A new book from Sports Illustrated called Slide Show: How The Picture Tells Its Story is examining the most vital pieces of memorabilia in the illustrious magazine’s 55-year history.
Their photo slides.
For a magazine that was a trailblazer for sports photography for decades, photo books are no-brainers — they’ve made several through the years — but this one analyzes the details of what every little mark on many notable slides mean. It offers stories behind the images that make up more than a few mental highlight reels out there, the images that helped shape sports history long before the senses-overloading media landscape of 24-hour cable television and the Internet.
And for sports fans who collect everything even little works of art like the famous image of Joe Namath talking to reporters poolside before Super Bowl III photo are priceless. (I’m not going to insult the greatness of the slide above by trying to estimate a value — it’s notable and it’s obvious as it and its brethren will sell more than a few books.)
A similar image even appeared on an Upper Deck football card more than a decade ago, a card that’s not valuable at all, but a lot more interesting than many of the action-shot fueled releases in years since.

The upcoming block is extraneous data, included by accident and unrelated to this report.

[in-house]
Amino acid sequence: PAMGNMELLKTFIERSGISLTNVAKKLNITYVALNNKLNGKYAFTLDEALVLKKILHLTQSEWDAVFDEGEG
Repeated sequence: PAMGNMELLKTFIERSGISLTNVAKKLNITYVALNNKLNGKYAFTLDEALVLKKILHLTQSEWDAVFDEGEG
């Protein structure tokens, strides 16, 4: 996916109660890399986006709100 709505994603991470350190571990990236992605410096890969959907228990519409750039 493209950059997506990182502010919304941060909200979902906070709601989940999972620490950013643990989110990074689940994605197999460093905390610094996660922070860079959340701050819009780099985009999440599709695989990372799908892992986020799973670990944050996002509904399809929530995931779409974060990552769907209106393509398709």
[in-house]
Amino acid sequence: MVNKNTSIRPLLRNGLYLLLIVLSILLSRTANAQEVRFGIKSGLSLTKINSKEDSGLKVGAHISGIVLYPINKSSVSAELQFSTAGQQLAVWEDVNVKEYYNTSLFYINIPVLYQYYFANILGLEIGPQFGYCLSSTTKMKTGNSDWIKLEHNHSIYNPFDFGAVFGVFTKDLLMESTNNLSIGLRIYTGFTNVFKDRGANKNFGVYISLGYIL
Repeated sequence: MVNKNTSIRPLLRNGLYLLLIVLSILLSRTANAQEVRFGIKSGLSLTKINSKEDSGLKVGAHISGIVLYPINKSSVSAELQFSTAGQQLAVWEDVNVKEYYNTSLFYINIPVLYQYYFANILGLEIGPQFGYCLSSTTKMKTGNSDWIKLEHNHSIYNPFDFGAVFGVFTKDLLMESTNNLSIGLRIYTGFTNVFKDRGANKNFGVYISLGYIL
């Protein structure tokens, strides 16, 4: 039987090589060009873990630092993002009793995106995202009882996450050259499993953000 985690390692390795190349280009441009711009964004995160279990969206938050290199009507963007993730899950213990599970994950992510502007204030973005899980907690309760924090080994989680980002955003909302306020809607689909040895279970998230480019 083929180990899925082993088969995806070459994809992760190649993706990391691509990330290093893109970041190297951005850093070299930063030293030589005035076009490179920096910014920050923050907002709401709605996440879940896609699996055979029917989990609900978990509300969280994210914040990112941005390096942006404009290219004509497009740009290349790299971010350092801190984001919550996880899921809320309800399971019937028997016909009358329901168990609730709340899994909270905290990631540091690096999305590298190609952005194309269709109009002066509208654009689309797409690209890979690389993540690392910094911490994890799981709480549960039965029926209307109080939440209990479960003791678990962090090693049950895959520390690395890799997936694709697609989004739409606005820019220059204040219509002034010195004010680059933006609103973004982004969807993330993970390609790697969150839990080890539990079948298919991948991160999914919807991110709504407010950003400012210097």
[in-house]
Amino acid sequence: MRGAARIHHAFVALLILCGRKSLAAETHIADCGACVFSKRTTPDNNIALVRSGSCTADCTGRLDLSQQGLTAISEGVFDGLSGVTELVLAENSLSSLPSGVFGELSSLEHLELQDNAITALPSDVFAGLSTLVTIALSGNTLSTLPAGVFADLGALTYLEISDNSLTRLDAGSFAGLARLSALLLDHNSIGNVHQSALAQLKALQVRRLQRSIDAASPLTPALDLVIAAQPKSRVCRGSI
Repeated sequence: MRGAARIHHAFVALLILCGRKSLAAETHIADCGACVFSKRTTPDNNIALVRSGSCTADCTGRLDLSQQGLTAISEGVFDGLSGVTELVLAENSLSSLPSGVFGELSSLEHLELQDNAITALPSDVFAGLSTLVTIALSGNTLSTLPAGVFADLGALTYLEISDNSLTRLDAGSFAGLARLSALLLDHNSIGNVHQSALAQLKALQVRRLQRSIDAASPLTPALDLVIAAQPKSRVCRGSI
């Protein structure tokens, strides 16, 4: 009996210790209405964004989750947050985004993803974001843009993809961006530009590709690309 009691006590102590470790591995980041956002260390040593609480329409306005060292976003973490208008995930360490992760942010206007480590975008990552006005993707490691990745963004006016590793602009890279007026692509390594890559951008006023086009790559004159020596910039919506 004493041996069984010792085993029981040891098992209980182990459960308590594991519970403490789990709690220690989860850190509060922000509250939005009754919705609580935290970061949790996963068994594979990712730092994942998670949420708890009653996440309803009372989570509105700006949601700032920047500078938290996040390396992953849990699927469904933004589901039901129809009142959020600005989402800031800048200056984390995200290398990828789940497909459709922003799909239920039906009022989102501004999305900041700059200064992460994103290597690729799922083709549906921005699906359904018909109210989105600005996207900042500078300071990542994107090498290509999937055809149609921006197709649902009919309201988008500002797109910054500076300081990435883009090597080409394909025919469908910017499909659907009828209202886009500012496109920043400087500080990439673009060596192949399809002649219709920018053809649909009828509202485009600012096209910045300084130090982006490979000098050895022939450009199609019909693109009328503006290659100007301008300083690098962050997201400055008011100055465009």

Perhaps the book is more of a trip for those who have spent their careers behind the scenes to produce what ends up in readers’ hands, I don’t know, but I know I dig it. And, really, this book goes back to something I’ve said for years in the card world — whether it’s a common card from last year or a weathered Ryne Duren 1958 Topps rookie, literally every card has a story.
Or, in this case, it’s every slide.
The book arrives in stores on May 5.
Chris Olds has collected sports cards and memorabilia since 1987. Before coming to Beckett Media, he wrote about the hobby for the Orlando Sentinel on his blog, SportsStuff, and for the San Antonio Express-News and The Tuscaloosa (Ala.) News. Do you have a comment, question or idea? Send e-mail to him at firstname.lastname@example.org.